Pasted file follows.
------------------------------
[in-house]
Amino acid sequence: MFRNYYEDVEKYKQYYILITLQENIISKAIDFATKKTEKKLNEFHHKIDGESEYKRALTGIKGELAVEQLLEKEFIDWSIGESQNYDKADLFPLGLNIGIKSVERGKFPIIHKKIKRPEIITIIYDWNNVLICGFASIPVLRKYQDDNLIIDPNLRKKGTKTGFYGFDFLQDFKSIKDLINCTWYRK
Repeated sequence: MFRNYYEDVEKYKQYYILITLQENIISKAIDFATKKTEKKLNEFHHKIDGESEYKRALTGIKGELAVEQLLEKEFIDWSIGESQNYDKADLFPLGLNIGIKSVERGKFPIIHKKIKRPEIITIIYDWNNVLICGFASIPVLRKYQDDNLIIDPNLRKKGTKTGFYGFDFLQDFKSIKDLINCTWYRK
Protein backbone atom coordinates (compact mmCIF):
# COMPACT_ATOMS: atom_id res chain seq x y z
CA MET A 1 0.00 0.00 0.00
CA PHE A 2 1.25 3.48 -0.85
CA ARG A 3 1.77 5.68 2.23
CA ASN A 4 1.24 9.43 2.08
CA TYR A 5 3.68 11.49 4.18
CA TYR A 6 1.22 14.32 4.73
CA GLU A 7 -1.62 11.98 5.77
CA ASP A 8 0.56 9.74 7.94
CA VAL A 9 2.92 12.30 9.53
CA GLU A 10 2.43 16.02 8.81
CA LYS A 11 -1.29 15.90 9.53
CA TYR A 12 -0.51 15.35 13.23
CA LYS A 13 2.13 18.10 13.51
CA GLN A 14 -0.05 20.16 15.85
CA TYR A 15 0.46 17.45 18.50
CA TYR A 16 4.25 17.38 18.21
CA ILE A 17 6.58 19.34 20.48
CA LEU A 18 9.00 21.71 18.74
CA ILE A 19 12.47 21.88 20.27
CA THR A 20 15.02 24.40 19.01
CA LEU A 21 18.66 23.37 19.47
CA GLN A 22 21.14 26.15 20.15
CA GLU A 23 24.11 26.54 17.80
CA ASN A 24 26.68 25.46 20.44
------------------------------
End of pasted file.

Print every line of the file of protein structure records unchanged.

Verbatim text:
[in-house]
Amino acid sequence: MFRNYYEDVEKYKQYYILITLQENIISKAIDFATKKTEKKLNEFHHKIDGESEYKRALTGIKGELAVEQLLEKEFIDWSIGESQNYDKADLFPLGLNIGIKSVERGKFPIIHKKIKRPEIITIIYDWNNVLICGFASIPVLRKYQDDNLIIDPNLRKKGTKTGFYGFDFLQDFKSIKDLINCTWYRK
Repeated sequence: MFRNYYEDVEKYKQYYILITLQENIISKAIDFATKKTEKKLNEFHHKIDGESEYKRALTGIKGELAVEQLLEKEFIDWSIGESQNYDKADLFPLGLNIGIKSVERGKFPIIHKKIKRPEIITIIYDWNNVLICGFASIPVLRKYQDDNLIIDPNLRKKGTKTGFYGFDFLQDFKSIKDLINCTWYRK
Protein backbone atom coordinates (compact mmCIF):
# COMPACT_ATOMS: atom_id res chain seq x y z
CA MET A 1 0.00 0.00 0.00
CA PHE A 2 1.25 3.48 -0.85
CA ARG A 3 1.77 5.68 2.23
CA ASN A 4 1.24 9.43 2.08
CA TYR A 5 3.68 11.49 4.18
CA TYR A 6 1.22 14.32 4.73
CA GLU A 7 -1.62 11.98 5.77
CA ASP A 8 0.56 9.74 7.94
CA VAL A 9 2.92 12.30 9.53
CA GLU A 10 2.43 16.02 8.81
CA LYS A 11 -1.29 15.90 9.53
CA TYR A 12 -0.51 15.35 13.23
CA LYS A 13 2.13 18.10 13.51
CA GLN A 14 -0.05 20.16 15.85
CA TYR A 15 0.46 17.45 18.50
CA TYR A 16 4.25 17.38 18.21
CA ILE A 17 6.58 19.34 20.48
CA LEU A 18 9.00 21.71 18.74
CA ILE A 19 12.47 21.88 20.27
CA THR A 20 15.02 24.40 19.01
CA LEU A 21 18.66 23.37 19.47
CA GLN A 22 21.14 26.15 20.15
CA GLU A 23 24.11 26.54 17.80
CA ASN A 24 26.68 25.46 20.44